The identity of the woman has been made to disappear - all except for the fetishized object, which is the focus of male fantasy.
Birgit Jürgenssen (1949-2003)
Ever since its invention back in the 18th century, photography has been documenting life. At the same time it focuses on inviting audiences to a rather subjective world, while trying to be taken serious as an art form. Photography has always been considered a male dominated profession, but luckily things are changing. Scholars, writers, bloggers, photography students and enthusiasts have been giving due to the female pioneers of the field. Most of them were always standing and/or hiding in the shadows, oblivious to how much they could acclaim and accomplish. Arguably, the technique, concepts and thematic female photographers use differ from those of a male photographer. At a time when most women were convinced that their place was in the kitchen and certainly not in the dark room, there were those who were struggling to surpass their male counterparts and work towards gaining respect and recognition for their work.
Birgit Jürgenssen (Austrian photographer, 1949-2003) was acclaimed as one of the outstanding international representatives of the feminist avant-garde. At the age of 14, she received her first half-automatic camera. She almost exclusively used it to take pictures of small objects which she had created herself. The Viennese photographer attended the University of Applied Arts and first gained attention for her photography with her participation in a group art exhibition about feminism through creativity. Her diverse photographic art forms revolved around the female body and its transformation. Jürgenssen’s body of work mainly concerns the various forms of femininity that set the boundaries of social norms and external cultural codes. The photographer often developed her art throughout and around the repression and restrictions of a woman’s life. She often engaged in self-portraits as a way to suggest that she felt entrapped in the authoritarian codes of beauty and domesticity that women had often been subject to. In the 1980’s Birgit started teaching in the master class of Arnulf Rainer at the Academy of Applied Arts Vienna. She taught there for over 20 years, while simultaneously taking part in solo and group exhibitions. Jürgenssen’s oeuvre consists of graphic, pictorial and photographic works, based on surrealism and inspired by psychoanalysis and the socio-critical discourse of her generation. Her complex and stylistically diverse art made her a worthy representative of applied feminism in the arts.
Sanja Iveković (Croatian photographer, 1949-) was the first artist in her country to label herself as a feminist artist. She is considered to be the first artist in the former Yugoslavia to actively engage with gender differences and one of the leading artists to address issues such as female identity, media, consumerism and political strife. Iveković was born in Zagreb and studied graphics at the Zagreb Academy of Fine Arts. Her career as an artist began during the Croatian Spring in the early 1970’s when, together with other artists, she broke away from mainstream settings, pioneering video, conceptual photomontages and performance. Much of her work is centered on her own life and the place of women in today’s society. She has been a key player at the Centre for Women's Studies in Zagreb since it opened back in 1994. The photographer, performer, sculptor and installation artist has founded and/or has been engaged in numerous Croatian women’s organizations and has always been interested in the representation of women in society. One of her most interesting projects - ongoing since 1998 - the “Women’s House” series, displays plaster casts of the faces of abused women arranged in a semicircle. Her “Rohrbach Living Memorial” from 2005 depicts the fate of the Roma victims of the holocaust. A presentation was enacted by volunteers representing statues of the victims. They were surrounded by 10 monitors presenting slideshows of photos of the 545 victims, whose eyes were intentionally closed by the artist. Iveković has been the recipient of various awards among the years, and in 2009 she was the winner of the Camera Austria Award, as photography was recognized as an integral part of her conceptual work. The jury mentioned the topicality of her work and its significance for the younger generations, as well as her social and political commitment to enhancing the role of women in society through her work. Sanja is undoubtedly a very important figure, whose work is instrumental in our understanding of the reconfiguration of roles and gender in today’s art. She was always keen on breaking away from institutional infrastructures and pointing to the hypocrisy of the public declarations of gender equality in socialist Yugoslavia.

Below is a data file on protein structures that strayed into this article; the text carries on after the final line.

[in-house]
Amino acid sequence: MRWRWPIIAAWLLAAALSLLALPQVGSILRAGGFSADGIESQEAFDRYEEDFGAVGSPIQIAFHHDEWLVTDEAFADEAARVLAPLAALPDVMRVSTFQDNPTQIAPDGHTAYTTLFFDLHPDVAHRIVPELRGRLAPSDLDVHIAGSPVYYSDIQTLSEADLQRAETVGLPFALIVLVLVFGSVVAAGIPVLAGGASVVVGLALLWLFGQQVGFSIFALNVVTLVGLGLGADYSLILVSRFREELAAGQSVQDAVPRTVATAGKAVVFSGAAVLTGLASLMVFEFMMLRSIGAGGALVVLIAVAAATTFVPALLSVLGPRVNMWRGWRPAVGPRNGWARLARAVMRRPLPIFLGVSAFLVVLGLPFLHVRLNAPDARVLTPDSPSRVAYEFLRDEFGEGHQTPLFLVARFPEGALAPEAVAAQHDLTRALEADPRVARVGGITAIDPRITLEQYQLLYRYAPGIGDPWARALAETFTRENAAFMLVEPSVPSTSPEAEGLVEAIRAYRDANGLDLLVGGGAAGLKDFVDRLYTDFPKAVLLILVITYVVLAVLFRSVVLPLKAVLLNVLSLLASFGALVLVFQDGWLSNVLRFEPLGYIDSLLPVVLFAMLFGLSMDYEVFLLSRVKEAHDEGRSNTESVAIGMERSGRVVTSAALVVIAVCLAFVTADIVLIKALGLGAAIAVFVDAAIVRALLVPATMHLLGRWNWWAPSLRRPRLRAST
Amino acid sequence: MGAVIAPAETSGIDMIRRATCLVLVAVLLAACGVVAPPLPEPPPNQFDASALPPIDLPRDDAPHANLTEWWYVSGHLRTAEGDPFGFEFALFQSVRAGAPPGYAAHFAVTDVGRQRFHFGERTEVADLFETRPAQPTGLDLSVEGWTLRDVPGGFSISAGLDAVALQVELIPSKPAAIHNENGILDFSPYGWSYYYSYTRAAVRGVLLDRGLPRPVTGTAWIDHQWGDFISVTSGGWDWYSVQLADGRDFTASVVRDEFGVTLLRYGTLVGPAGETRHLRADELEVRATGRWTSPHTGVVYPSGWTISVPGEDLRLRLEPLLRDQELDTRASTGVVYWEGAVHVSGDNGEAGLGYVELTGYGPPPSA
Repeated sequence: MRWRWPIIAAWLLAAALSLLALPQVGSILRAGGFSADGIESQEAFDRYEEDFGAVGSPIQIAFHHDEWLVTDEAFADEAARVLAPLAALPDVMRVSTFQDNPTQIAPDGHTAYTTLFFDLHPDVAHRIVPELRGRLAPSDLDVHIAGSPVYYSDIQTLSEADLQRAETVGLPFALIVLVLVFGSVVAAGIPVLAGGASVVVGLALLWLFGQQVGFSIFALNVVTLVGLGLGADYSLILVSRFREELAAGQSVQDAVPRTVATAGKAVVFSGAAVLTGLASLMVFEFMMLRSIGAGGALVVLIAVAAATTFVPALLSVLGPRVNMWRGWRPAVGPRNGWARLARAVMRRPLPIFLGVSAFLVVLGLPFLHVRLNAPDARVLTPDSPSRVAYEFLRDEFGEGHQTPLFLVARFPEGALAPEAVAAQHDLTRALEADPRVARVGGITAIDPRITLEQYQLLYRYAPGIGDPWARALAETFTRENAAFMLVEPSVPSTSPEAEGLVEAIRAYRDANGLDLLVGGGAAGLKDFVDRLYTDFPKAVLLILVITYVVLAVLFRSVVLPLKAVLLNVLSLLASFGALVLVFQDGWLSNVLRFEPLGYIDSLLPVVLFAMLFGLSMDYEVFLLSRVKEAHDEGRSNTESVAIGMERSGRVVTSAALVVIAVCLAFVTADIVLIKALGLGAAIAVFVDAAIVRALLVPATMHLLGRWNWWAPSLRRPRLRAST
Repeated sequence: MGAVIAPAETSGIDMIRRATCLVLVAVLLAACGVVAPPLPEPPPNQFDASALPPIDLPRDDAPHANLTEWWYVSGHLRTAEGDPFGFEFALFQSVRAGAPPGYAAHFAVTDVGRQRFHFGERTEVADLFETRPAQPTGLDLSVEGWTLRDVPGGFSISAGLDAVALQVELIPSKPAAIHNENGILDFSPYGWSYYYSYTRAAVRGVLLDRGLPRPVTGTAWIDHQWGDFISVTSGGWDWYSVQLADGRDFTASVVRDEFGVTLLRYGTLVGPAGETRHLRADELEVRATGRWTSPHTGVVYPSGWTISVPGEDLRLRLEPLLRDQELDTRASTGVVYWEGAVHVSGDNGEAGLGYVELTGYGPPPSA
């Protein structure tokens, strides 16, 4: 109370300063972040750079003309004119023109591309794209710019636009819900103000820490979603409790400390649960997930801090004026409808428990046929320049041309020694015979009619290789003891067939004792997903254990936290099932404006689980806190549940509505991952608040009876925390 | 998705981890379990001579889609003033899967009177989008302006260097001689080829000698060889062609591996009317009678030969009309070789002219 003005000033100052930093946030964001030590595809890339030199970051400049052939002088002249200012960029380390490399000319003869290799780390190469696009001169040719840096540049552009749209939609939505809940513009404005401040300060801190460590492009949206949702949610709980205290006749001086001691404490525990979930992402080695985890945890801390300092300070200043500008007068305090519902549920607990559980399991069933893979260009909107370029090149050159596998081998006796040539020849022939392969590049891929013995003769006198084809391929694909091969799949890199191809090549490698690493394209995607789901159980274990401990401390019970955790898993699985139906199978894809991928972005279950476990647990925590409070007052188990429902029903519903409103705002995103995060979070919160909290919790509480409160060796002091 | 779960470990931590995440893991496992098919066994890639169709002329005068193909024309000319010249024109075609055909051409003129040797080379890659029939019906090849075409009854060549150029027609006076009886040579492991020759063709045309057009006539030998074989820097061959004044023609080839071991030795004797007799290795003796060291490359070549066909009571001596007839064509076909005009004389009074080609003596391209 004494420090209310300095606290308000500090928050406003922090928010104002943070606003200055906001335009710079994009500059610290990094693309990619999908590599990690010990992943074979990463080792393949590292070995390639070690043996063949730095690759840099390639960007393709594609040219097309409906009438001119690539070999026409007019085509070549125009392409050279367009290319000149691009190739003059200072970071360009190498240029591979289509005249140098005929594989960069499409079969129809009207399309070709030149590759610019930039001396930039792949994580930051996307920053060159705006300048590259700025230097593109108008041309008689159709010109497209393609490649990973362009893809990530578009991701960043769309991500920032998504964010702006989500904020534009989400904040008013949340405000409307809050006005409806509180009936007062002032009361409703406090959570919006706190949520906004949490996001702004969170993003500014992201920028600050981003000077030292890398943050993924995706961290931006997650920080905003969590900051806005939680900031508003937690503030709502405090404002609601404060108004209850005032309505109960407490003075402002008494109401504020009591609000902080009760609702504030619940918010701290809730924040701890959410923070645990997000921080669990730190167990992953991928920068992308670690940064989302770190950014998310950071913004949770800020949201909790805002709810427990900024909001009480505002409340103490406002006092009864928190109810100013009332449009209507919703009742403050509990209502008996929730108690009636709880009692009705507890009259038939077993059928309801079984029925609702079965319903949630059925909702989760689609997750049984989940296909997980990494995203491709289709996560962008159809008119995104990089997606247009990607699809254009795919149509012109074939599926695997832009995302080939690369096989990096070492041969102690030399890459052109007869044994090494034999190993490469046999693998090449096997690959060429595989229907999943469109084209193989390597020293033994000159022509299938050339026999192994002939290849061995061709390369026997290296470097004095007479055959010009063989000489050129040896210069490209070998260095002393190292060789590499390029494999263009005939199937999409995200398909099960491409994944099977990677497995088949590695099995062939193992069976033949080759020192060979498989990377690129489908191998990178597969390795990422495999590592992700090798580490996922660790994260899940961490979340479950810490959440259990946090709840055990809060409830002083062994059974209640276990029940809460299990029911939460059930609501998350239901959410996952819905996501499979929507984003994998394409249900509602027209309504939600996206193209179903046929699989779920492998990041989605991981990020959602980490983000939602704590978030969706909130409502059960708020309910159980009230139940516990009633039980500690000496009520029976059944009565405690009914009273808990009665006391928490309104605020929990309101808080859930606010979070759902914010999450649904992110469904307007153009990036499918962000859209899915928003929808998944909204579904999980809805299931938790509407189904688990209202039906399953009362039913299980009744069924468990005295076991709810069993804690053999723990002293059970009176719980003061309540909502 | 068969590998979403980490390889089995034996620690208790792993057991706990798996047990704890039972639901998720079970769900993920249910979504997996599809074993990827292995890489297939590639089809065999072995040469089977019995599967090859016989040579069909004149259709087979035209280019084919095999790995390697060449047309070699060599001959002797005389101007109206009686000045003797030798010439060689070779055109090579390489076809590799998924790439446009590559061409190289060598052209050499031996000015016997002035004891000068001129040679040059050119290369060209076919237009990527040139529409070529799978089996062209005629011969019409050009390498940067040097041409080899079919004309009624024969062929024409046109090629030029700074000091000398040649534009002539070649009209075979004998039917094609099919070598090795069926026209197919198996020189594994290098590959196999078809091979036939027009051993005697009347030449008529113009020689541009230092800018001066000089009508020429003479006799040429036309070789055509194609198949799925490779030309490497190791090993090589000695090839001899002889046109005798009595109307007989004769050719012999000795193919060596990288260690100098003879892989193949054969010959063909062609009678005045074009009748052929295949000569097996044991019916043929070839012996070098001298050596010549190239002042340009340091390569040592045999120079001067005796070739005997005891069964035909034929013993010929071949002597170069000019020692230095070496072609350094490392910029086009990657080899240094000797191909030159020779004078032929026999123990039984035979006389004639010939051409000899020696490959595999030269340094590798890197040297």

In all my work since the beginning of the seventies, three major themes have preoccupied me the most: gender, identity, and memory. For me, as a visual artist, the starting point of my research is the visual representation of woman in our everyday life transmitted to us by mass media. As a feminist, I have tried to make art that reflects my political consciousness of what it means to be a woman in a patriarchal culture.
Sanja Iveković (1949-)
We will continue talking about female names that left their mark in photography and about contemporary female photographers who are still to emerge. There are a lot of female photographers out there deserving of praise and we can only hope to cover as many of them as we can. Please, follow this space to find out more.